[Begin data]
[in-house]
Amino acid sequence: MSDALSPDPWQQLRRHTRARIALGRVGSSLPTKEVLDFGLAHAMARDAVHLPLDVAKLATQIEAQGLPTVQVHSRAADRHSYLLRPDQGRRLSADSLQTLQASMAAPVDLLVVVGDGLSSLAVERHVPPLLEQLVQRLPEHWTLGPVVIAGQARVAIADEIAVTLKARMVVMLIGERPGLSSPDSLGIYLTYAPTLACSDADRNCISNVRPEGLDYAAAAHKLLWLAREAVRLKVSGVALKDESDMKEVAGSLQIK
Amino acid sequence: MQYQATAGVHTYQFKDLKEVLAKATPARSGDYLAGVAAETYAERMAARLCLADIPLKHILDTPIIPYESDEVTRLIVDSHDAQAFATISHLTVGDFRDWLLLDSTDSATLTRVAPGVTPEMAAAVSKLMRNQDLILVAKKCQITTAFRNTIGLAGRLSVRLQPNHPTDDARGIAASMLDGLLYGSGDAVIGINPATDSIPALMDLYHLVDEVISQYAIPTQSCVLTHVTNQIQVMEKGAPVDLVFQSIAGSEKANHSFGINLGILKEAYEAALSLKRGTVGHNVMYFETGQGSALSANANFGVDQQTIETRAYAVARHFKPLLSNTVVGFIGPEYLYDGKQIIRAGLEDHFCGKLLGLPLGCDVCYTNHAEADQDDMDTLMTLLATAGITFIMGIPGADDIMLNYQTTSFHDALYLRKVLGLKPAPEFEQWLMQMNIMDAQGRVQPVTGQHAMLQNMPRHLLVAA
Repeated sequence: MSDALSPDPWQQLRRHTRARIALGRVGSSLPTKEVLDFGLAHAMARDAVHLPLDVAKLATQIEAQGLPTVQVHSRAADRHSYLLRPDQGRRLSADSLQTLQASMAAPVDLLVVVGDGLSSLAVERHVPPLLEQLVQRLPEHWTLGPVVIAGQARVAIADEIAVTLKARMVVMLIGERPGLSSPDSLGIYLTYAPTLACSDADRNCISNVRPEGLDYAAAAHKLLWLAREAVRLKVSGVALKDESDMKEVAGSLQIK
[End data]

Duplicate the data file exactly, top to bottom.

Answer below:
[in-house]
Amino acid sequence: MSDALSPDPWQQLRRHTRARIALGRVGSSLPTKEVLDFGLAHAMARDAVHLPLDVAKLATQIEAQGLPTVQVHSRAADRHSYLLRPDQGRRLSADSLQTLQASMAAPVDLLVVVGDGLSSLAVERHVPPLLEQLVQRLPEHWTLGPVVIAGQARVAIADEIAVTLKARMVVMLIGERPGLSSPDSLGIYLTYAPTLACSDADRNCISNVRPEGLDYAAAAHKLLWLAREAVRLKVSGVALKDESDMKEVAGSLQIK
Amino acid sequence: MQYQATAGVHTYQFKDLKEVLAKATPARSGDYLAGVAAETYAERMAARLCLADIPLKHILDTPIIPYESDEVTRLIVDSHDAQAFATISHLTVGDFRDWLLLDSTDSATLTRVAPGVTPEMAAAVSKLMRNQDLILVAKKCQITTAFRNTIGLAGRLSVRLQPNHPTDDARGIAASMLDGLLYGSGDAVIGINPATDSIPALMDLYHLVDEVISQYAIPTQSCVLTHVTNQIQVMEKGAPVDLVFQSIAGSEKANHSFGINLGILKEAYEAALSLKRGTVGHNVMYFETGQGSALSANANFGVDQQTIETRAYAVARHFKPLLSNTVVGFIGPEYLYDGKQIIRAGLEDHFCGKLLGLPLGCDVCYTNHAEADQDDMDTLMTLLATAGITFIMGIPGADDIMLNYQTTSFHDALYLRKVLGLKPAPEFEQWLMQMNIMDAQGRVQPVTGQHAMLQNMPRHLLVAA
Repeated sequence: MSDALSPDPWQQLRRHTRARIALGRVGSSLPTKEVLDFGLAHAMARDAVHLPLDVAKLATQIEAQGLPTVQVHSRAADRHSYLLRPDQGRRLSADSLQTLQASMAAPVDLLVVVGDGLSSLAVERHVPPLLEQLVQRLPEHWTLGPVVIAGQARVAIADEIAVTLKARMVVMLIGERPGLSSPDSLGIYLTYAPTLACSDADRNCISNVRPEGLDYAAAAHKLLWLAREAVRLKVSGVALKDESDMKEVAGSLQIK